USS Duluth CL-87 (1944-1960)

The USS Duluth is a Cleveland class light cruiser and was built in Newport News, Virginia. She was commissioned in September of 1944 and spent the rest of 1944 and most of the first three months of 1945 on shakedown and training duties on the East Coast of the United States. The Duluth sailed to the Pacific Ocean in 1945 and arrived in May of that year.

Action in World War II

She was finally able to start her combat operations that year, but her bow took damage only a month into the war zone. However, this was not because of anything that the Japanese did, but because of the typhoons that were present in the area. She had her bow repaired before serving the final three weeks of the war as a screening ship for the carrier strikes on the Japanese home islands. She also served as an escort to help cover the initial occupation of the Japanese islands for the aircraft carriers.

After the War

In October of that same year she was sent back to the West Coast, but was sent back to the Far East though for the first nine months of 1946. She again sailed the Pacific waters in early 1947 until 1948. During those cruises she visited a large number of places including: Australia, Truk, Guam, and the Philippines. At one point, she served off the coast of China. Finally in the summer of 1948, the ship helped in the training missions that were needed for some of the newer ships and even older ships that were serving in the Eastern Pacific. Some of those training missions, which lasted until middle of 1949, required her to head all the way North to Alaska. Finally she was decommissioned in June of 1949 and the Duluth spent another ten years in the Reserve Fleet. Finally in January of 1960 she would be taken off of the Navy list of ships and was sold as scrap that same year.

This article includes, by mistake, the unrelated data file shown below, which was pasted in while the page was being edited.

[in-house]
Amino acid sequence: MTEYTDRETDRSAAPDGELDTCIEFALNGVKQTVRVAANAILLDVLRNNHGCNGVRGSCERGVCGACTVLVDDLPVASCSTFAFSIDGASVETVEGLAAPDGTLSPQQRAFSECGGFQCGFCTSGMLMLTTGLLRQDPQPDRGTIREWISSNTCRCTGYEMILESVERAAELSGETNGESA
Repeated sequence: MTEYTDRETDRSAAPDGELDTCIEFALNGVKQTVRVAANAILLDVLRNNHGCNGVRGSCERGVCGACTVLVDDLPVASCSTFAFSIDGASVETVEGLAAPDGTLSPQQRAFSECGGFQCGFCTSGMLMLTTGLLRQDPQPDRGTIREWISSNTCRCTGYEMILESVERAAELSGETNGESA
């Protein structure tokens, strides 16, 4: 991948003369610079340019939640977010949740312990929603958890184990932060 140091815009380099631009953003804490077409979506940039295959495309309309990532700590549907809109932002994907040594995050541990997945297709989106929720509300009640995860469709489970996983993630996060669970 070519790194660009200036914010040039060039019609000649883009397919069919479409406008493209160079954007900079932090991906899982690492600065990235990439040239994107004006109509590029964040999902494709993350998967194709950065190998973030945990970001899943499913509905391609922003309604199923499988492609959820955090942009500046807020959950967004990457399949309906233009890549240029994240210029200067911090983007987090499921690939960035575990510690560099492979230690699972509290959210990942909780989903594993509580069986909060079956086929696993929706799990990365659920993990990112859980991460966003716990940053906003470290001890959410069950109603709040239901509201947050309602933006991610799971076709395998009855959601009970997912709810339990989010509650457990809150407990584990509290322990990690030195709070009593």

Asbestos in Navy Ships

Although an essential component of the naval fleet, even today, naval cruisers also pose a lasting health risk to soldiers serving on them. Unfortunately, products containing asbestos were common, especially on older ships, because of the material’s high resistance to heat and fire. Despite its value as an insulator, asbestos fiber intake can lead to several serious health consequences, including mesothelioma, a devastating cancer without cure. Current and former military personnel who came into contact with these ships should seek immediate medical attention in order to detect possible health consequences associated with asbestos exposure. References: